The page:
• The genres on the Kindle Amazon store are also pretty limited so it makes it hard to search for something I’d like via genre. Come on, Kindle, you’re isolating your willing-to-spend customer here…

A couple of things I’d love to see on a future Kindle:

  • A way to rent or borrow books – there are some books I’d like to read but am not sure if I’d actually want to buy it so I would probably go to my local library to borrow the hard copy. I think it would be great if Kindle could allow customers the option of buying a book or renting for a limited time at a cheaper price, the same way Apple TV and iTunes allows consumers to either rent or buy some movies.
  • Because the Kindle can of reminds me of an iPhone or iPad, I  find myself constantly reaching for the Internet browser while I’m on my Kindle, then realizing there is no Internet browser! If Amazon could find a way of hooking up the Kindle with a Firefox or something, or maybe even turn the Kindle into a mini iPad kind of thingy, that would be so, so, so awesome.
  • A way to discuss and review the books with other Kindle readers – I think that would be a great interactive tool!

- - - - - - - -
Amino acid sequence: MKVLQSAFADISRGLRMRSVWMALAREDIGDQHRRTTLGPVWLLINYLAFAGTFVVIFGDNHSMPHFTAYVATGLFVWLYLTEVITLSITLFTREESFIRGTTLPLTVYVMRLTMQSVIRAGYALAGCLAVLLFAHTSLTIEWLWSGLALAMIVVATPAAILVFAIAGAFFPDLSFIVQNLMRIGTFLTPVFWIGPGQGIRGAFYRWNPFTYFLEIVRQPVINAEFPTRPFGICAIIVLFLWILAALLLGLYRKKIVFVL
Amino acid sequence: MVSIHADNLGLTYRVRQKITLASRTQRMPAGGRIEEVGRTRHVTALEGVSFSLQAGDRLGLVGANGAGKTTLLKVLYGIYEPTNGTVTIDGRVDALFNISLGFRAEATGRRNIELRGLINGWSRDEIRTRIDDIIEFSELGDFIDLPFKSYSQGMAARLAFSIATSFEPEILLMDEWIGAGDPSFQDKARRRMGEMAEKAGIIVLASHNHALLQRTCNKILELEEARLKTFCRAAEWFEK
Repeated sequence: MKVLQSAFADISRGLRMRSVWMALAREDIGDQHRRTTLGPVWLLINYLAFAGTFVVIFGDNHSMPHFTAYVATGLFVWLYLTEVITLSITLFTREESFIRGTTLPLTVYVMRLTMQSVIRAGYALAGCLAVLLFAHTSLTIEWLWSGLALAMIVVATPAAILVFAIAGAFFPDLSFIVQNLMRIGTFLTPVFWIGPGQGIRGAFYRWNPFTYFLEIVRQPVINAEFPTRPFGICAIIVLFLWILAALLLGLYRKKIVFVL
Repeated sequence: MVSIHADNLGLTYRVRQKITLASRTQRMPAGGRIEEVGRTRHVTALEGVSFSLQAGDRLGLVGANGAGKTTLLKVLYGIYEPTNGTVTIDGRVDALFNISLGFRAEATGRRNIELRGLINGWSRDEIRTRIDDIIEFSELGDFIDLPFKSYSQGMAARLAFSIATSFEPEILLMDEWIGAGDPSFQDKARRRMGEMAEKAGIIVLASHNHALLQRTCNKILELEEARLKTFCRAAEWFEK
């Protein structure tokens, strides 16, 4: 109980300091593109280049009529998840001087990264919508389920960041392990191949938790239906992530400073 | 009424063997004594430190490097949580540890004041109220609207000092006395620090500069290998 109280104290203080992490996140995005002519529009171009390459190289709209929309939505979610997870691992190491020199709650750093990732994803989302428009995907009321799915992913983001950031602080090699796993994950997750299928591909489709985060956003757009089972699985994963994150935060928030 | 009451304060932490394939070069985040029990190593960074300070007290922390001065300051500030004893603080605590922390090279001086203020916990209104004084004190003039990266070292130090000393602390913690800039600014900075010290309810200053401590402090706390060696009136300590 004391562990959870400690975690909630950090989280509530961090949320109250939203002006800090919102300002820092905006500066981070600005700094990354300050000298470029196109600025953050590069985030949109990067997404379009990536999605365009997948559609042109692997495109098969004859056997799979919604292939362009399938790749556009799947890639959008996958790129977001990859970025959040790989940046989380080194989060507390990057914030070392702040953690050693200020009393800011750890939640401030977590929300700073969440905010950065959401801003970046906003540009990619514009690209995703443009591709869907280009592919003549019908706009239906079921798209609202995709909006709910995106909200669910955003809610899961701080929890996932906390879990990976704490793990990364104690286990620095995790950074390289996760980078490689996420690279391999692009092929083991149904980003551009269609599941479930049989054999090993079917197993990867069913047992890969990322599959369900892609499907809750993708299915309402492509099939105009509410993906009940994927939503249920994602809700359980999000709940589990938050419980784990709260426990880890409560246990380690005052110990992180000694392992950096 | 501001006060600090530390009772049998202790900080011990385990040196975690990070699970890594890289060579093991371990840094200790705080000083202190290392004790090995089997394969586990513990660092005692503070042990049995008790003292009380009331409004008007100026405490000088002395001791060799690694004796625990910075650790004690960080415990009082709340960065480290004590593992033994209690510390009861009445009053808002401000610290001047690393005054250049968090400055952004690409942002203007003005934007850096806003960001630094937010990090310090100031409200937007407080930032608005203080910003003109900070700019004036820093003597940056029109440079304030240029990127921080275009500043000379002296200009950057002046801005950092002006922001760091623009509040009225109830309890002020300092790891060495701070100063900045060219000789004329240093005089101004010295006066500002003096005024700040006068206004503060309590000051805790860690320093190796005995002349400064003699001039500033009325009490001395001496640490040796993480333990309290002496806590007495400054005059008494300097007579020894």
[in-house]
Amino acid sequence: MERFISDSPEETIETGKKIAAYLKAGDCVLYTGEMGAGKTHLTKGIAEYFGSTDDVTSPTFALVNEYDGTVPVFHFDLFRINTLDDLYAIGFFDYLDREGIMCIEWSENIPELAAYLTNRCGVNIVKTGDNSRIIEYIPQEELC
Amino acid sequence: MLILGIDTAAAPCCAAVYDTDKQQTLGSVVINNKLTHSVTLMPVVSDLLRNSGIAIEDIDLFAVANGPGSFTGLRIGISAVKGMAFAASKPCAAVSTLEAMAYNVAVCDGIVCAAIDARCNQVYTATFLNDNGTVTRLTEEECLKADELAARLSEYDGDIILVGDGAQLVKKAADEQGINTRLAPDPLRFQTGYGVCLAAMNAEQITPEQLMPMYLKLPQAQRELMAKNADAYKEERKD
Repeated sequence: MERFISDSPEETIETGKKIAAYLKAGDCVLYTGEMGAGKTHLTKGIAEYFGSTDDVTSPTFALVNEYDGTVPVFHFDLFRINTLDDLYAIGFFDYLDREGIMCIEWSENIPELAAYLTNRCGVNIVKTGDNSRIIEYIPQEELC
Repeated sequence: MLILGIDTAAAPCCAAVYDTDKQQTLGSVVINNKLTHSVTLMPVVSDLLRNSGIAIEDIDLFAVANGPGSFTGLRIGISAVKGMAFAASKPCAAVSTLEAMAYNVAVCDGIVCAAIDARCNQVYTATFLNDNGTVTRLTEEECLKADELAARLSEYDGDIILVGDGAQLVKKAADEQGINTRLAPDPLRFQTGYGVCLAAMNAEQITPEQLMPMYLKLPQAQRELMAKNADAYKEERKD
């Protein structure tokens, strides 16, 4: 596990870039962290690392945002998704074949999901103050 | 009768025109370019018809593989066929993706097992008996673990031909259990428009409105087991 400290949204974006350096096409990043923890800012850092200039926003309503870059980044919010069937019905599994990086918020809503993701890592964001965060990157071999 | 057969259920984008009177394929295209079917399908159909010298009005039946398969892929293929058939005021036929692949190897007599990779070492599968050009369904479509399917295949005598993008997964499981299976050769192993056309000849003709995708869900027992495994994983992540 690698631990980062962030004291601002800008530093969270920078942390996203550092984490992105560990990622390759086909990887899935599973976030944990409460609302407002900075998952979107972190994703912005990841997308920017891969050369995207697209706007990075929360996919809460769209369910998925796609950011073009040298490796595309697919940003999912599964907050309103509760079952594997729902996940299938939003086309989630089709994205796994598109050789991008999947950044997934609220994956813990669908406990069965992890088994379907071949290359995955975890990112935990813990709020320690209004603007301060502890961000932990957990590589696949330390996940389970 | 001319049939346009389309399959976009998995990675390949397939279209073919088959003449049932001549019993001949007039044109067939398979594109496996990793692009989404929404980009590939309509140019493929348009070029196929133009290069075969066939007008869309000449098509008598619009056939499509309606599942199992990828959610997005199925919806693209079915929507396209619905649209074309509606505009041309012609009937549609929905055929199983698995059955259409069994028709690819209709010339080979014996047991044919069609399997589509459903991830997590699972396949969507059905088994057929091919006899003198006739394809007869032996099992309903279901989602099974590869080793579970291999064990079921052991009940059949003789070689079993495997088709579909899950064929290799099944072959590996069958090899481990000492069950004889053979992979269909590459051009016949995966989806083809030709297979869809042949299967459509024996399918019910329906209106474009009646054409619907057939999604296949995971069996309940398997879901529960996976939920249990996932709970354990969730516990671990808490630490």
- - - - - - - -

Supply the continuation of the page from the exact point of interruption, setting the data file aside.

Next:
Conclusion: All in all, I do love my Kindle and I would continue to use it all the time – having the Kindle, especially with the cheaper prices it offers on many books, makes it so much easier for me to buy books. I have to say, the price of books has always been one major factor stopping me from actually buying so many books – because I can’t afford to buy so many, I have to stop and think carefully about which books I do shell out cash on. But when the price of a book on a Kindle is similar to the price of a magazine (anywhere between $5 to $15), you’ll find me buying a book almost every week. Also, I think that when it comes to a book that I really love, I would still get a hard cover copy too because, yeah, the Kindle is totally awesome, but it’s still not the same as a real-life hard copy book. But for all other books? To the Kindle, they shall go.

Clearly, as you can tell from my list of cons, there are some kinks that Amazon could work on to make the Kindle experience a much better one for the customer. Hopefully, they’re out there listening and are working to resolve these issues or to come up with even better new versions of the Kindle with stuff on that I haven’t even considered yet myself.  I appreciate that electronic readers are still a fairly new market but if someone takes the bull by the horns and goes that extra mile to make the Kindle experience super-duper awesome, kind of the same way Apple just went out there and made the iPad so nifty cool, they would definitely open the doors to a new wave of faithful customers.